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Federal Legislation
May 6, 2015

S. 1177—Every Child Achieves Act

S.1177, the “Every Child Achieves Act,” is a reauthorization of the Elementary and Secondary Education Act (ESEA).

In addition to the inclusion of current federal law which exempts homeschools and non-federally funded private schools from all federal education mandates (see below), S. 1177 also includes provisions prohibiting any federal involvement in the Common Core State Standards, and limiting federal involvement in other areas of education.

HSLDA opposes expansion of federal funding for early childhood education programs, including parts of S. 1177 that provide federal funding to Pre-K programs. We are concerned about the inclusion in S. 1177 that allows Title 1 funding for early childhood education programs (e.g., Section 1113, page 131). However, this language is in line with longstanding federal guidance and does not create new federal funding for early childhood education programs. We are watching this legislation closely to make sure this bill is not amended to create a new early childhood education program.

You can read more about HSLDA’s position on early childhood education online.

Law—signed by president (12/10/2015)

Sen. Lamar Alexander (TN)

Bill Summary and Status S. 1177

HSLDA’s Position:

HSLDA believes that under the U.S. Constitution, education decisions should be left to state and local governments, not the federal government. Until the federal government recognizes this, federal education dictates will continue to lead to centralized education policy, ultimately weakening local and parental control over education. Unfortunately, S. 1177 continues to have the federal government setting policy for public schools.

However, HSLDA exists to protect and defend homeschool freedom. Because S. 1177 contains provisions that both protect that freedom of homeschoolers and reduce federal overreach into public education, HSLDA is neutral on this legislation as a whole. We are supportive of several sections as outlined below.

ESEA has been law since it was originally enacted in 1965. Since then it has been expanded and reauthorized, with its most recent manifestation as the No Child Left Behind Act (NCLB) of 2001. HSLDA worked closely with allies to include language in the final version of NCLB that created a strong exemption for homeschools and private school s that do not receive federal funding (see below).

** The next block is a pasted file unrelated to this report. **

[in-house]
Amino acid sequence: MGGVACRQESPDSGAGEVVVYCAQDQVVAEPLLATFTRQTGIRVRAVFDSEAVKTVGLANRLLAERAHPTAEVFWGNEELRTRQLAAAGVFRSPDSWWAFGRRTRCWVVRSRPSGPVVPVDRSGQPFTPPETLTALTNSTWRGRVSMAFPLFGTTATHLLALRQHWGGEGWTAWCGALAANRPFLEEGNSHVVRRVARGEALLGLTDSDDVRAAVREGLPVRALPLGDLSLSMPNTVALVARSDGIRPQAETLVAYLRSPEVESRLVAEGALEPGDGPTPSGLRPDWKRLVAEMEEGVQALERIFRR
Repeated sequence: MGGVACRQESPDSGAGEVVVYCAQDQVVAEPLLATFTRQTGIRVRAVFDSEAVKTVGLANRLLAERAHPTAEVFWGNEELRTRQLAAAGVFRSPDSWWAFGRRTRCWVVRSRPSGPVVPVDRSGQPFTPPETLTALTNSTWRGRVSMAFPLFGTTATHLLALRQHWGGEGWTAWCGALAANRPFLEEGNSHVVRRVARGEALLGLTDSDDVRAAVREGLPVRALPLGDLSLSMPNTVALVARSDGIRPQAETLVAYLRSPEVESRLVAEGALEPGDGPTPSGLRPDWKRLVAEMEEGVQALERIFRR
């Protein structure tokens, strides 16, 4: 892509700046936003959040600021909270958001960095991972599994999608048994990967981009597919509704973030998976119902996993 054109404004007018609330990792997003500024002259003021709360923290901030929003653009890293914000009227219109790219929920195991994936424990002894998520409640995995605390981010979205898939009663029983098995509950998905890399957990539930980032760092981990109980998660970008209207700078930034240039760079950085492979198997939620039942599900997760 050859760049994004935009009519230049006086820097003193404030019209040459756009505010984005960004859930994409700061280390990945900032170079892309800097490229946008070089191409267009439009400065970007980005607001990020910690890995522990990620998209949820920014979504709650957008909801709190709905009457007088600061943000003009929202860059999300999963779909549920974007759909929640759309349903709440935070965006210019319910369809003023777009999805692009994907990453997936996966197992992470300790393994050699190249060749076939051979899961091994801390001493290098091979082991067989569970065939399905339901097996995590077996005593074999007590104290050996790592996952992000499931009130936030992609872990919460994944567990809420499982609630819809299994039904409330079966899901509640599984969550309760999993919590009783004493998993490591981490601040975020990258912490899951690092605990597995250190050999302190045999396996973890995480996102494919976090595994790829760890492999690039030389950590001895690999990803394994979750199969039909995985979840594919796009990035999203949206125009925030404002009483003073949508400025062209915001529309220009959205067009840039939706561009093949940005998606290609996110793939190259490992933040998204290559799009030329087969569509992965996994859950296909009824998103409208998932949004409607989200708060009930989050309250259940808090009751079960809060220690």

S. 1177 is not a reauthorization of NCLB. Instead, it is a reauthorization of the Elementary and Secondary Education Act of 1965. If Congress does not pass S. 1177, NCLB will continue to remain the law of the land.

S. 1177 contains several provisions that HSLDA strongly supports.

Protective Language in S. 1177

• S. 1177 retains Section 9506 of NCLB (20 U.S.C. § 7886). This language ensures that nothing in the Every Child Achieves Act will apply to homeschools or private schools that do not receive federal funds, thus protecting these private educational programs from any federal regulation or control. This is of the utmost importance to homeschoolers across the nation. This provision has helped to protect homeschools from being forced to follow the Common Core, federal testing mandates, and other federal programs that have been pushed on public schools. In addition, this section prohibits state or local school districts from trying to force homeschools to follow local public school mandates. HSLDA has successfully used this section in the past to defeat attempts by local school districts to regulate homeschooling under the mistaken belief that the federal government requires them to do so.

• S. 1177 also retains Section 9531 of NCLB (20 U.S.C. §§ 7911). This language protects the privacy and safety of children by ensuring that nothing in the act will authorize the development of a nationwide database of personally identifiable information on individuals involved in studies or other collections of data established by the act.

• S. 1177 also retains Section 9530 of NCLB (20 U.S.C. § 7910). This language prohibits the federal government from creating any program of national testing or certification for teachers.

• S. 1177 also retains Section 9529 of NCLB (20 U.S.C. § 7909). This language prohibits federal funding for the development, implementation, or administration of national testing in any subject.

Common Core Language in S. 1177

In addition to the language discussed above, S. 1177 also contains language in Section 9526 and Section 9529 (both page 11) aimed at preventing the use of federal government dollars to incentivize states into adopting the Common Core State Standards.

 Other Resources

ESEA Reauthorization 2015: The Nuts and Bolts for Homeschoolers

Senate HELP Committee’s Press Release on Bill

House ESEA Reauthorization legislation